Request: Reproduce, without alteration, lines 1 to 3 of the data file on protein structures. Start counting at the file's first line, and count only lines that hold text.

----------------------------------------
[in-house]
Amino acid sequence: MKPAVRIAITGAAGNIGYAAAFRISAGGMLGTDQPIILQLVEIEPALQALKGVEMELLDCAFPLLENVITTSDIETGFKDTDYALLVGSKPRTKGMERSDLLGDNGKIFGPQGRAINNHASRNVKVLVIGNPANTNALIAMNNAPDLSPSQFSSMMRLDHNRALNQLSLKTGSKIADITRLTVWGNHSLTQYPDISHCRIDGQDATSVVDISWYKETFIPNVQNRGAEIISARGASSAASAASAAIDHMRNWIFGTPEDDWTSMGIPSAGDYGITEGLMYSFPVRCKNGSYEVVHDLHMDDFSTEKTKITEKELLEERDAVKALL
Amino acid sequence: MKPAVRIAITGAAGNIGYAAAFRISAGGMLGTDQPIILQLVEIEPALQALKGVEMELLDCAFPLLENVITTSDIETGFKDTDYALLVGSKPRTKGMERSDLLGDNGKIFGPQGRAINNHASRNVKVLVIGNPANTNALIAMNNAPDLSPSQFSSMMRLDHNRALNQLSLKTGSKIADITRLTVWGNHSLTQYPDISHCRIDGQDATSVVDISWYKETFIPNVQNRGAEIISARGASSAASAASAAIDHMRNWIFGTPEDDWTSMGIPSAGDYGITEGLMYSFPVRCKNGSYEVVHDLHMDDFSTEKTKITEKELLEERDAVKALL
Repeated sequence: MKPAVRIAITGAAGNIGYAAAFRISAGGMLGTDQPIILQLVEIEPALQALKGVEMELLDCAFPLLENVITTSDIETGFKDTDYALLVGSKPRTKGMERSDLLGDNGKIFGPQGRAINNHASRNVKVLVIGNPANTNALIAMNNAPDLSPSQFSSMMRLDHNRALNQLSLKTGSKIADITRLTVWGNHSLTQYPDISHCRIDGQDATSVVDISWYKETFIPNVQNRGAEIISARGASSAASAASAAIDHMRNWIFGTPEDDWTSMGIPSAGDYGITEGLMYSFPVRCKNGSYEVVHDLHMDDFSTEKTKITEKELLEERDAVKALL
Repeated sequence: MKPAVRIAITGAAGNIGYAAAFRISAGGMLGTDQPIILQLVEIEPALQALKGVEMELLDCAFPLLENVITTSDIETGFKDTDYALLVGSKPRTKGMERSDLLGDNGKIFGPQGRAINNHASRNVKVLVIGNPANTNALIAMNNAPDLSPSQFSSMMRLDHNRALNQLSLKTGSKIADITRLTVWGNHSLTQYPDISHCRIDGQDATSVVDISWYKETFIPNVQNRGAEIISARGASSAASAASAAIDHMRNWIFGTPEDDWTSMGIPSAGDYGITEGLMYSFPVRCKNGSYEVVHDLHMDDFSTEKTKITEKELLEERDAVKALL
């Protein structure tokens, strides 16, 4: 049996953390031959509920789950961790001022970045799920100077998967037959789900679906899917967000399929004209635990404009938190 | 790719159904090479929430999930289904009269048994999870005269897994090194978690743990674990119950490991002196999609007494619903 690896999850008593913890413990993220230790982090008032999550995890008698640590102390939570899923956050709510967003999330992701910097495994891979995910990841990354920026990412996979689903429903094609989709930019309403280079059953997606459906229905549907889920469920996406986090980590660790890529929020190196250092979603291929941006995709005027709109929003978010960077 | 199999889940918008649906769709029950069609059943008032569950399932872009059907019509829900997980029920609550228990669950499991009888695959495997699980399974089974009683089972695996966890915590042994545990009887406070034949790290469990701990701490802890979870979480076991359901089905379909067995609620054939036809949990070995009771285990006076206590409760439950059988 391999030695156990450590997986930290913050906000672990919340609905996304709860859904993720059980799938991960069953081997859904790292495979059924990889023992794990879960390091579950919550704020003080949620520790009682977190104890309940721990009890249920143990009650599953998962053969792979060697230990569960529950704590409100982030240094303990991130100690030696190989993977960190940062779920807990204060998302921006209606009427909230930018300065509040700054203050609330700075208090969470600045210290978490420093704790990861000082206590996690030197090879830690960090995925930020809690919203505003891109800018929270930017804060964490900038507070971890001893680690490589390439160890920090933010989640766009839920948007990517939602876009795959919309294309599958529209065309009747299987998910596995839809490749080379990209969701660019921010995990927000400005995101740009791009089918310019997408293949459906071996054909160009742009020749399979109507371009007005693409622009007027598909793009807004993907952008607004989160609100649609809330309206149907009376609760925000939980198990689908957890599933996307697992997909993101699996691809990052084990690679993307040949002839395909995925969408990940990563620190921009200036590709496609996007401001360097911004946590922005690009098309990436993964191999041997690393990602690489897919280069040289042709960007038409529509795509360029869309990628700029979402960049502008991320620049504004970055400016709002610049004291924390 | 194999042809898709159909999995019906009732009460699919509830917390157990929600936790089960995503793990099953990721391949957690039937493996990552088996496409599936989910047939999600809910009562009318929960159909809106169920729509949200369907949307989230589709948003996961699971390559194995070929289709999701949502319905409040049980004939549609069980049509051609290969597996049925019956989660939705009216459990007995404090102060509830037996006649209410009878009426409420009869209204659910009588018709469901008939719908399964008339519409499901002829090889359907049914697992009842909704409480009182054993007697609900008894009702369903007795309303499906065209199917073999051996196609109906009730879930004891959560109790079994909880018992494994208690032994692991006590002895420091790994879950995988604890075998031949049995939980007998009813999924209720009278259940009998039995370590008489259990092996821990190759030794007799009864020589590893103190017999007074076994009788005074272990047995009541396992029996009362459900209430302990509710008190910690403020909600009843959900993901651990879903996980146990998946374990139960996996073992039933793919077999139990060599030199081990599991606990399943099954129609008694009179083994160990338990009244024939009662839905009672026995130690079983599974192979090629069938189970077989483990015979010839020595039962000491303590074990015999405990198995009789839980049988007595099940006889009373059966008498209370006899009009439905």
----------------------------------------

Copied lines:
[in-house]
Amino acid sequence: MKPAVRIAITGAAGNIGYAAAFRISAGGMLGTDQPIILQLVEIEPALQALKGVEMELLDCAFPLLENVITTSDIETGFKDTDYALLVGSKPRTKGMERSDLLGDNGKIFGPQGRAINNHASRNVKVLVIGNPANTNALIAMNNAPDLSPSQFSSMMRLDHNRALNQLSLKTGSKIADITRLTVWGNHSLTQYPDISHCRIDGQDATSVVDISWYKETFIPNVQNRGAEIISARGASSAASAASAAIDHMRNWIFGTPEDDWTSMGIPSAGDYGITEGLMYSFPVRCKNGSYEVVHDLHMDDFSTEKTKITEKELLEERDAVKALL
Amino acid sequence: MKPAVRIAITGAAGNIGYAAAFRISAGGMLGTDQPIILQLVEIEPALQALKGVEMELLDCAFPLLENVITTSDIETGFKDTDYALLVGSKPRTKGMERSDLLGDNGKIFGPQGRAINNHASRNVKVLVIGNPANTNALIAMNNAPDLSPSQFSSMMRLDHNRALNQLSLKTGSKIADITRLTVWGNHSLTQYPDISHCRIDGQDATSVVDISWYKETFIPNVQNRGAEIISARGASSAASAASAAIDHMRNWIFGTPEDDWTSMGIPSAGDYGITEGLMYSFPVRCKNGSYEVVHDLHMDDFSTEKTKITEKELLEERDAVKALL